Writing is at the core of nearly all content. That’s true for articles, but also for video, and even the explanations that accompany a photo essay. Writing is labor-intensive, and labor is expensive. Many firms try to control labor costs by hiring writers willing to work for less. But depressing wages is not the path to quality content. The smarter approach is to focus on ways to reduce unnecessary labor when producing content.
When a process is labor-intensive, it is hard to develop sustainable value. Each project involves dedicating people to produce something, and starting anew with the next project. Content strategy fundamentally is about streamlining the costs associated with the labor-intensity of producing content. Each item of content should ideally become less labor-intensive to produce.
Content strategy relies on three approaches to reduce the labor-intensity of content:
- Process Efficiency
The first task is to ask how an organization may be wasting time producing content. What unnecessary steps are being taken? Sometimes inefficiency is the result of a badly set up infrastructure. Perhaps a content management system requires authors to jump through too many hoops to get something published. But more often the culprit is organizational.
Content strategists examine process efficiency as part of workflow analysis and governance development, but those descriptions can disguise the true nature of the problem, which is often political. Many organizations have too many people involved in the production of content, involving too many steps, because they are unable to assign responsibility to the proper staff. They may be risk averse, and consequently add unnecessary steps to the process. They may be unwilling to empower staff to make decisions themselves, because they are unwilling to pay to hire sufficiently competent staff to do the work on their own. These problems may manifest themselves as functional deficiencies, where people complain they lack the right tools for editorial review or collaborative editing, instead of asking why those steps are necessary at all.
The second task is to ask what time is wasted on producing content that delivers little value. This involves assessing both the effort involved to create different content, and the value that the content delivers. Some content may be deemed necessary, but delivers limited business value, so ways to streamline the creation of it are merited. And some content may ultimately be deemed unnecessary, especially when it involves much effort to create and maintain.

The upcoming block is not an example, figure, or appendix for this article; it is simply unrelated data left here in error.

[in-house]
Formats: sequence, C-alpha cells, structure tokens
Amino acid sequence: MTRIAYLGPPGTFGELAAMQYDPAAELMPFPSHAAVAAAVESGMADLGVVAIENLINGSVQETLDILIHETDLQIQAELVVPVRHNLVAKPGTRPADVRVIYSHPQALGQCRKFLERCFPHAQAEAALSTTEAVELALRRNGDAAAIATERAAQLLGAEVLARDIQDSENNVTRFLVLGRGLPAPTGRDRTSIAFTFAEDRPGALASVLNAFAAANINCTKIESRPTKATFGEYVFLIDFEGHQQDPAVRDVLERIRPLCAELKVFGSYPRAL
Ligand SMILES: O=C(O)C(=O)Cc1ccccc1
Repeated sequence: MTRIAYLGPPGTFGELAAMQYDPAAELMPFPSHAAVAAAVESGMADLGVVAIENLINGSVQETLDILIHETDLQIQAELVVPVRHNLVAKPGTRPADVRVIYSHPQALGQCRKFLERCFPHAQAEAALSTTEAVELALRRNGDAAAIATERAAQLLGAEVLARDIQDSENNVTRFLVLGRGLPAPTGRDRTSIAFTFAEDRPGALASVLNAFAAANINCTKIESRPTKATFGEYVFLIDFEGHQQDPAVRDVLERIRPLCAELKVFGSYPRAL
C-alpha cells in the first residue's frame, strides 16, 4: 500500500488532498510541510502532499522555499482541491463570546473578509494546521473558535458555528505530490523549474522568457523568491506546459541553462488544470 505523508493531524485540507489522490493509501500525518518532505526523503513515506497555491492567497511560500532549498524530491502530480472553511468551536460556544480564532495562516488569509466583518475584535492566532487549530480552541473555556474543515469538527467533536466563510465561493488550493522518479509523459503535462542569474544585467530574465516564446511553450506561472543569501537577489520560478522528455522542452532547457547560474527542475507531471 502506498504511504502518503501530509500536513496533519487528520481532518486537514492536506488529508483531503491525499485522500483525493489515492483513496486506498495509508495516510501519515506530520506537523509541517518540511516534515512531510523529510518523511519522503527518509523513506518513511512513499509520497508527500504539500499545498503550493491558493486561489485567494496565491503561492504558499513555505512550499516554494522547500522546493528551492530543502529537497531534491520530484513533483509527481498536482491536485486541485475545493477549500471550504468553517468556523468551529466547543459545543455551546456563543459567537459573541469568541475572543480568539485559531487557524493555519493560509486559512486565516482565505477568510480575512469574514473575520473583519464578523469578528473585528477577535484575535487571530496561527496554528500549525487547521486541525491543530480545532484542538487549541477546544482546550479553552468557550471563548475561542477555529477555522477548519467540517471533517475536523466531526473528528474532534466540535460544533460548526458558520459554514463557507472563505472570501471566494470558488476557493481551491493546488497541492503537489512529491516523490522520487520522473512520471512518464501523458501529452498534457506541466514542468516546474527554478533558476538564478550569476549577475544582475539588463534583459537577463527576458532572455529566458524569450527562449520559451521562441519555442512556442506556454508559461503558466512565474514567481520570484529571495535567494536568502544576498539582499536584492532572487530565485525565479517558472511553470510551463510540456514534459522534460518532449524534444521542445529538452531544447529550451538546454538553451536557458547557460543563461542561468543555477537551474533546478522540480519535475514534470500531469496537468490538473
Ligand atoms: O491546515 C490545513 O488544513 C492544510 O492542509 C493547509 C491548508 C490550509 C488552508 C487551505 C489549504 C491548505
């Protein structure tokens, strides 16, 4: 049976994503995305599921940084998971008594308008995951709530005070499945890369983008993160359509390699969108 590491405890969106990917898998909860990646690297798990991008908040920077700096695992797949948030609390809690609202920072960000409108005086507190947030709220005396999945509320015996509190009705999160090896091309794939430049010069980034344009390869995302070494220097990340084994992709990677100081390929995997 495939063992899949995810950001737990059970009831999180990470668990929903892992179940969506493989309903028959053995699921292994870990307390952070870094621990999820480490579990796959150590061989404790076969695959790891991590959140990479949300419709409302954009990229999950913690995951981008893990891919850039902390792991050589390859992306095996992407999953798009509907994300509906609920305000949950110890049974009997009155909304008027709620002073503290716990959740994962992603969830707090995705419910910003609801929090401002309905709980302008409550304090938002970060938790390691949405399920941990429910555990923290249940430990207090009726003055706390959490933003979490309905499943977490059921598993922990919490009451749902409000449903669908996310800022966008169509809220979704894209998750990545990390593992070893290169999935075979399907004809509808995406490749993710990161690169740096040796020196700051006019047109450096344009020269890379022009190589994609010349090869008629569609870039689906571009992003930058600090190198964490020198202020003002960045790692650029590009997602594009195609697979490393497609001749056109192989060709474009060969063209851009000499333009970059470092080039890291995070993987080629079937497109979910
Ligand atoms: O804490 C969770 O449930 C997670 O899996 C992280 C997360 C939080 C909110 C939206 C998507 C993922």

The effort to create content reflects both how much labor is involved with creating the content, and how much time is required to keep the content up to date. An e-commerce site might have a size converter to help foreign customers. Even if foreign customers represent a small portion of sales, the effort to create the size converter is minimal, there is no maintenance involved, and so the incremental benefit is positive. The same site would be ill advised to offer advice on customs duties for different countries, since these are complex and always subject to change.
Effort must be evaluated in terms of the business value of the content. Content’s business value reflects the strategic goals that the content supports, combined with how the content performs in practice. Determining business value of content is complicated. It involves setting expectations for what the content is intended to achieve, based on its visibility and the critical impact it is expected to contribute. The performance of the content reflects its actual contribution to business goals. The interplay between expectations and current reality leads to a process of calibration, where content is evaluated according to its contribution and contribution potential. Underperforming content must be examined in terms of its realistic potential contribution, weighed against the effort involved creating and maintaining the content.
The final task is to ask how to reduce duplication of effort when creating and maintaining content. Duplication is evident when organizations produce many variations of the same content, but do so in an unsystematic and unplanned manner.
Content provides more value when a single item of content can support many variations. One can distinguish two kinds of variation: vertical and horizontal. Vertical variation looks at different ways to tell the same story. Content about a topic is broken into modules that can be combined in various ways to present the topic. Horizontal variation looks at how different stories on similar but different topics can be generated from the same basic content framework.
When duplication in content is understood, it can be planned around. Content can be reused, and the maintenance effort associated with content is reduced. Automation performs the donkeywork of piecing together the different variations as they are needed.
Writing is hard work. Unnecessary writing, reviews and rewriting are a waste of money. In order to get better value from content, one must first recognize how labor-intensive it can be. Only then can one consider how the make the creation and maintenance of content less labor-intensive, and discover how to be more productive when producing content.
In an ideal situation, an item of content requires little effort to produce, but delivers critical business benefits. The path to achieving that ideal is to develop a streamlined process centered on producing prioritized content that can be assembled from reusable components.
Value-intensive content delivers incremental benefits that exceed to the incremental effort required to create and maintain it.
— Michael Andrews